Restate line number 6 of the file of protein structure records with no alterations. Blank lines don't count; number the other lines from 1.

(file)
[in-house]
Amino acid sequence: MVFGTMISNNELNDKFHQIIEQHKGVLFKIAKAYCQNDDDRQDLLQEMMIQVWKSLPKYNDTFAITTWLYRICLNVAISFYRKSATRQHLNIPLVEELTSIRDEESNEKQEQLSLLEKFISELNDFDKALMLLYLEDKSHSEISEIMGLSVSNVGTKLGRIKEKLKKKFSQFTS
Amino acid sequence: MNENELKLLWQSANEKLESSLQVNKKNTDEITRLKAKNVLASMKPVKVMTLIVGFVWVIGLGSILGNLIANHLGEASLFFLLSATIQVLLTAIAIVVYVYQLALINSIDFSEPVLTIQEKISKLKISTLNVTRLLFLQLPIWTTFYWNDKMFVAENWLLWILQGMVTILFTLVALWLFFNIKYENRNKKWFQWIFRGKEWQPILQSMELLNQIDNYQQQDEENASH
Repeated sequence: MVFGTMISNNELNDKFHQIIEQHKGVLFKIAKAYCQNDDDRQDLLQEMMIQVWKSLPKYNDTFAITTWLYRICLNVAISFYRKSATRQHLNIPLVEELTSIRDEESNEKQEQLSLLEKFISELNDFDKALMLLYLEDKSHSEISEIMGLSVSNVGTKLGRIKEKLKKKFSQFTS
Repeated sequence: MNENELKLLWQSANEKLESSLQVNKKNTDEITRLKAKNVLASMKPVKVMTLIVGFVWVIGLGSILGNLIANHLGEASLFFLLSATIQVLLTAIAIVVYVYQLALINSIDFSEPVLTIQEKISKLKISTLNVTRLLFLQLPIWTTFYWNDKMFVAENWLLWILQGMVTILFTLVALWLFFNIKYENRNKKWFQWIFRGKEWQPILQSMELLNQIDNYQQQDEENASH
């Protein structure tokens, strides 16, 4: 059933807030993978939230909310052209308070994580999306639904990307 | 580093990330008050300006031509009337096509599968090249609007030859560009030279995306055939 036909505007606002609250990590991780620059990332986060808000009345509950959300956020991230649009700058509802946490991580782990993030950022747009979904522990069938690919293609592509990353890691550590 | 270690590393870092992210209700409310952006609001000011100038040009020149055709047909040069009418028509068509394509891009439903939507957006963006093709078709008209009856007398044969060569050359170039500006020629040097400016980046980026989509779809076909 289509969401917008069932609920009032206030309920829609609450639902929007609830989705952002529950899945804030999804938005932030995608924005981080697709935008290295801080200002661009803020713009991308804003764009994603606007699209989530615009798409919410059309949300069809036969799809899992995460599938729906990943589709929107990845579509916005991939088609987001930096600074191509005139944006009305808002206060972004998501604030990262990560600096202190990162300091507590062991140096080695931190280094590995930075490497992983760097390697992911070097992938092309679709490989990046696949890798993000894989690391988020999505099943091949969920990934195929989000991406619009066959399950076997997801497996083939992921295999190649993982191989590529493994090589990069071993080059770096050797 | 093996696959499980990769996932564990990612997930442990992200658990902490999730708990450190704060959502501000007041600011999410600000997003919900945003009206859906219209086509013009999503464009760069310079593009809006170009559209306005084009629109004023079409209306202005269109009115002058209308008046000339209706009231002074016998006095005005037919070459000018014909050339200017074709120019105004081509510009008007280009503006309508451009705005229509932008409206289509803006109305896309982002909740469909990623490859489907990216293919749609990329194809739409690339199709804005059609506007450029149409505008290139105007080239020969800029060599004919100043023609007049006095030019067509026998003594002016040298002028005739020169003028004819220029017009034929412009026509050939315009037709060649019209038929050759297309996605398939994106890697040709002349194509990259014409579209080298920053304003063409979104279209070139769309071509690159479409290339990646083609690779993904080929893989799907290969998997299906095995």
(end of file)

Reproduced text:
């Protein structure tokens, strides 16, 4: 059933807030993978939230909310052209308070994580999306639904990307 | 580093990330008050300006031509009337096509599968090249609007030859560009030279995306055939 036909505007606002609250990590991780620059990332986060808000009345509950959300956020991230649009700058509802946490991580782990993030950022747009979904522990069938690919293609592509990353890691550590 | 270690590393870092992210209700409310952006609001000011100038040009020149055709047909040069009418028509068509394509891009439903939507957006963006093709078709008209009856007398044969060569050359170039500006020629040097400016980046980026989509779809076909 289509969401917008069932609920009032206030309920829609609450639902929007609830989705952002529950899945804030999804938005932030995608924005981080697709935008290295801080200002661009803020713009991308804003764009994603606007699209989530615009798409919410059309949300069809036969799809899992995460599938729906990943589709929107990845579509916005991939088609987001930096600074191509005139944006009305808002206060972004998501604030990262990560600096202190990162300091507590062991140096080695931190280094590995930075490497992983760097390697992911070097992938092309679709490989990046696949890798993000894989690391988020999505099943091949969920990934195929989000991406619009066959399950076997997801497996083939992921295999190649993982191989590529493994090589990069071993080059770096050797 | 093996696959499980990769996932564990990612997930442990992200658990902490999730708990450190704060959502501000007041600011999410600000997003919900945003009206859906219209086509013009999503464009760069310079593009809006170009559209306005084009629109004023079409209306202005269109009115002058209308008046000339209706009231002074016998006095005005037919070459000018014909050339200017074709120019105004081509510009008007280009503006309508451009705005229509932008409206289509803006109305896309982002909740469909990623490859489907990216293919749609990329194809739409690339199709804005059609506007450029149409505008290139105007080239020969800029060599004919100043023609007049006095030019067509026998003594002016040298002028005739020169003028004819220029017009034929412009026509050939315009037709060649019209038929050759297309996605398939994106890697040709002349194509990259014409579209080298920053304003063409979104279209070139769309071509690159479409290339990646083609690779993904080929893989799907290969998997299906095995």